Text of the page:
The last few decades have witnessed significant advances in the topic of exponential smoothing. It has established itself as one of the leading forecasting strategies (Robert and Amir, 2009). Fatimah and Roslan (1986) confirmed the suitability of univariate ARIMA models in agricultural prices forecasting. Shamsudin et al. (1992) has noted that ARIMA models have the advantage of relatively low research costs when compared with econometric models, as well as efficiency in short term forecasting. One of the earliest time series models allowing for heteroscedasticity is the Autoregressive Conditional Heteroscedastic (ARCH) model introduced by Engel (1982). Bollerslev (1986) extended this idea into Generalized Autoregressive Conditional Heteroscedastic (GARCH) models which give more parsimonious results than ARCH models, similar to the situation where ARMA models are preferred over AR models. Kamil and Noor (2006) have developed a time series model of Malaysian palm oil prices by using ARCH models. Zhou et al. (2006) have proposed a new network traffic prediction model based on non-linear time series ARIMA/GARCH. They found that the proposed ARIMA/GARCH outperformed the existing Fractional Autoregressive Integrated Moving Average (FARIMA) model in terms of prediction accuracy. Therefore, the objective of this research was to compare the forecasting performances of four different univariate time series methods or models for forecasting cocoa bean prices (i.e., Tawau cocoa bean prices), namely exponential smoothing, ARIMA, GARCH and the mixed ARIMA/GARCH models.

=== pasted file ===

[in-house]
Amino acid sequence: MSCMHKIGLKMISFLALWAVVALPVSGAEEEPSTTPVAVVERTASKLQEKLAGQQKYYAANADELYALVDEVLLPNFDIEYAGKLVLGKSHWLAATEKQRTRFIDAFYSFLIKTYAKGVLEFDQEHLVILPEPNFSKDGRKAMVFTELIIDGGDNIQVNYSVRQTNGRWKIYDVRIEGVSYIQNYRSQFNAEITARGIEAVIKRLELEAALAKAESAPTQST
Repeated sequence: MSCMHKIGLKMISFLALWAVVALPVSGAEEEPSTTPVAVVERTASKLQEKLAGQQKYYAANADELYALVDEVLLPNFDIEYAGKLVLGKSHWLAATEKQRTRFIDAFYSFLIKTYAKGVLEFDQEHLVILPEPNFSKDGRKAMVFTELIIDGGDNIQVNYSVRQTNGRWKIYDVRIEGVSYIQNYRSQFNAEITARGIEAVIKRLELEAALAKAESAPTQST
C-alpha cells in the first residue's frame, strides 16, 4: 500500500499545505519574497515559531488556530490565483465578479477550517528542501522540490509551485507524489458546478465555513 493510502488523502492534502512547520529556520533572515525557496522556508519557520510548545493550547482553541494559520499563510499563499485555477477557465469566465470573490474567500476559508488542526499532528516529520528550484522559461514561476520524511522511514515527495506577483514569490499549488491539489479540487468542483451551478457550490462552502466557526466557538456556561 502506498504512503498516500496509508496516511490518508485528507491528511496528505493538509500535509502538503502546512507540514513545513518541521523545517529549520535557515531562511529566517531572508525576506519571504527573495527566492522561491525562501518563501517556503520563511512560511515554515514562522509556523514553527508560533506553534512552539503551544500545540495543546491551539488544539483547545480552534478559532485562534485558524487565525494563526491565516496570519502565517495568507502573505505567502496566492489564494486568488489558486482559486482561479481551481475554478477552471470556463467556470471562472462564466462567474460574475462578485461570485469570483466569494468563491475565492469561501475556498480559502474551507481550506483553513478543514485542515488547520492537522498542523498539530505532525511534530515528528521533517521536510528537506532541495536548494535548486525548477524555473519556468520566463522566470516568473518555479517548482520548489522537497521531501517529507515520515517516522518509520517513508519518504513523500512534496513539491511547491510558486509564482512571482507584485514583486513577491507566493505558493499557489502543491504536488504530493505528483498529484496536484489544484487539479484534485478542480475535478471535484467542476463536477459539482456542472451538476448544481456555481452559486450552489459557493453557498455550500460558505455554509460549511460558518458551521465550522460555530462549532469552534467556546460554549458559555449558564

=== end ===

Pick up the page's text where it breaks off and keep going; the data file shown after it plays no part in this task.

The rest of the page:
MATERIALS AND METHODS

The monthly Tawau cocoa bean prices graded SMC 1B was used for this study which was collected from the official website of The Malaysian Cocoa Board (http://www.koko.gov.my/lkmbm/loader.cfm?page=statisticsFrm.cfm). The time series data was measured in Ringgit Malaysia per tonne (RM/tonne). The time series data ranged from January 1992 until December 2006. The coefficient of variation (V) was used to measure the index of instability of the time series data. The coefficient of variation (V) is defined as:

Image for - A Comparison of Univariate Time Series Methods for Forecasting Cocoa Bean Prices

where σ is the standard deviation and

Image for - A Comparison of Univariate Time Series Methods for Forecasting Cocoa Bean Prices

is the mean of Tawau cocoa bean prices changes.

A completely stable data has V = 1, but unstable data are characterized by a V>1 (Telesca et al., 2008).

Regression analysis was used to test whether trends and seasonal factors exist in the time series data. The existence of linear trend factors was tested through this regression equation